Those who know me know that if there is one thing I can’t stand it’s an unresponsive user interface when working on a computer. The most common unresponsive user interface I get is the spinning wait cursor.
In brief, a spinning wait cursor appears when an application has not responded to system events such as user clicks or messages from the OS. System events are “pumped” into an application’s main thread, where it is the programmer’s job to handle them. For instance, a button may have an OnClick(…) message handler, which is a piece of code that executes when the user clicks on the user interface element. An important thing to note here, though, is that even though there are separate message handlers for each button or user interface element, they are all called from one thread — the main application thread which is tied to the OS’s message pump. Since events are processed in the order they are received, if one event handler takes too long to process the entire application can become hosed and the user gets the spinning wait cursor.
Because there is only one event processing thread in today’s OSes, application programmers need to pay close attention to how much and what kind of code they put in their message handlers. Anything above and beyond the extremely mundane should be done in a separate thread within the application (or done asynchronously). Even if the application programmer is only using one line of code that calls an OS function, the programmer needs to consider what is happening during that call; is it something that relies on physical I/O like a disk that may take time to spin up? If so, put it in a separate thread or make an asynchronous call!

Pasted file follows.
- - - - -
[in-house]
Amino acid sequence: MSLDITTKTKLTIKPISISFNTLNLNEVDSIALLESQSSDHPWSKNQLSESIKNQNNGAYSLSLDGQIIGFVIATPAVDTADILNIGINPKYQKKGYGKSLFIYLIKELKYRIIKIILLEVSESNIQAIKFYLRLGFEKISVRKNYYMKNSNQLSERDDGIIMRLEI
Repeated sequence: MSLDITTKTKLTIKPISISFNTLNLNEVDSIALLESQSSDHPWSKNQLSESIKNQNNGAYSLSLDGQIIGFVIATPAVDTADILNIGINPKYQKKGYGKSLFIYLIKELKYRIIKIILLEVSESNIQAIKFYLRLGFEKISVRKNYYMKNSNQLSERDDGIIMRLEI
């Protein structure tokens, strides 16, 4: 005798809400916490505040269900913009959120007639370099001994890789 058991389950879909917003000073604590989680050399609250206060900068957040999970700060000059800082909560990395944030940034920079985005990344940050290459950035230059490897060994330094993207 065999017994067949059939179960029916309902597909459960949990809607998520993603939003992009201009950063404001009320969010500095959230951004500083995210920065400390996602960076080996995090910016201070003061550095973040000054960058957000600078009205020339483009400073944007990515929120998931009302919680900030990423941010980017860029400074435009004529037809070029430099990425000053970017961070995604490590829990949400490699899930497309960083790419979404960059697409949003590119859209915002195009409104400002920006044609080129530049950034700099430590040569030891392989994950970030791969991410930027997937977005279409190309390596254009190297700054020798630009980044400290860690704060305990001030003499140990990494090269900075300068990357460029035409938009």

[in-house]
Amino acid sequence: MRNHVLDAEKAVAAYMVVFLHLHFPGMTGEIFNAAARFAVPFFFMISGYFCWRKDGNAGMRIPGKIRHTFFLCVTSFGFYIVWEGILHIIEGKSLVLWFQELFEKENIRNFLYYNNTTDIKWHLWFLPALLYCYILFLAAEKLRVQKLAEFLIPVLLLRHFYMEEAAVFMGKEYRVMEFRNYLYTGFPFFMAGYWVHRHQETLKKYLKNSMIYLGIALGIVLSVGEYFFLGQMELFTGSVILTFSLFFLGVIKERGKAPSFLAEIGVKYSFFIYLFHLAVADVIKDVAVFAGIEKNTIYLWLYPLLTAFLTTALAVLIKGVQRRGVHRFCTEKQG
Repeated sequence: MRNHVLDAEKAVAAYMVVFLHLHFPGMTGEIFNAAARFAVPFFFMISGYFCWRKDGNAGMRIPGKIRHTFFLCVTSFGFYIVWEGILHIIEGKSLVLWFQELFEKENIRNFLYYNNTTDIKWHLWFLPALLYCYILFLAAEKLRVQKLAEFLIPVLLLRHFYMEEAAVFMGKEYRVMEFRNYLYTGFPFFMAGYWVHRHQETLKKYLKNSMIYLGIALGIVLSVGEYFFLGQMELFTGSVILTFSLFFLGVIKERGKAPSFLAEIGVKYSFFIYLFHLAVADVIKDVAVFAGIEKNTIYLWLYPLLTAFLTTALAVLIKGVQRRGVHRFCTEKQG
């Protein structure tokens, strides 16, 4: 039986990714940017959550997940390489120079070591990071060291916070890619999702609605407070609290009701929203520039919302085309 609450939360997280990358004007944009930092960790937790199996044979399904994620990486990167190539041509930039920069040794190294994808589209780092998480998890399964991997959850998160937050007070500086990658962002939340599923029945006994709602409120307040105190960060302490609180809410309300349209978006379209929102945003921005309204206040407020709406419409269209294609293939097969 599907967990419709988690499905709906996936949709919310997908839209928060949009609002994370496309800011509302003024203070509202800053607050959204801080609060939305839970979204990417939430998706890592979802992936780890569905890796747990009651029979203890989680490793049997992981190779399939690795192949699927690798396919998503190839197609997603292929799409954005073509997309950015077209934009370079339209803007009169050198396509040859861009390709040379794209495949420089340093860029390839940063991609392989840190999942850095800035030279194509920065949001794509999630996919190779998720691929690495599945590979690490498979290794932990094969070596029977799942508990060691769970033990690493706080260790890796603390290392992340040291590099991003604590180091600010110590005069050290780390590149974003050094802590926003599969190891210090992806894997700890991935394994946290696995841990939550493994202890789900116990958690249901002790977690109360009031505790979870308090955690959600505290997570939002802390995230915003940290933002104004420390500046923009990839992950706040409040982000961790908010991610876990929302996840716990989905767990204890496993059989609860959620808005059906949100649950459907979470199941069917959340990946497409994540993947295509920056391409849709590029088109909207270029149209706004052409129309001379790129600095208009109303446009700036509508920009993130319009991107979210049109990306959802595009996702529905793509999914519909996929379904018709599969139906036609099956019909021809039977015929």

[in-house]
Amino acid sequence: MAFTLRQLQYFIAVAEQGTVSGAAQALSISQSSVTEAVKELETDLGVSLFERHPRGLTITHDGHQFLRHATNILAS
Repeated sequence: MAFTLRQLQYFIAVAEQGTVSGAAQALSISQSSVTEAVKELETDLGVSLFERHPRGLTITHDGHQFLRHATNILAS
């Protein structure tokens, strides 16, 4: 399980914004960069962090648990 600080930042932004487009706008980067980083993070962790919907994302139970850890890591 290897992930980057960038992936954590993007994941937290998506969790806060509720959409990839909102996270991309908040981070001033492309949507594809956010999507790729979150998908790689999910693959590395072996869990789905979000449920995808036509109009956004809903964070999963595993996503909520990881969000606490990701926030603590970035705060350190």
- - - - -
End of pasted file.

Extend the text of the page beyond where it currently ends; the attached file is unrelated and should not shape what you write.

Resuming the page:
But instead of just calling on application developers to code better, I’m also going to call on OS manufacturers to fix this problem. I don’t claim to know all the answers in this realm, but I’d really like to see research done regarding having multiple event threads per application–perhaps as many as one thread per UI element. That would make for a massively threaded program and there would certainly be overhead involved, but if a developer knows that their application is not very UI-complex, then why not let them choose to have the application run in this manner? This would eliminate many sources of the spinning wait cursor.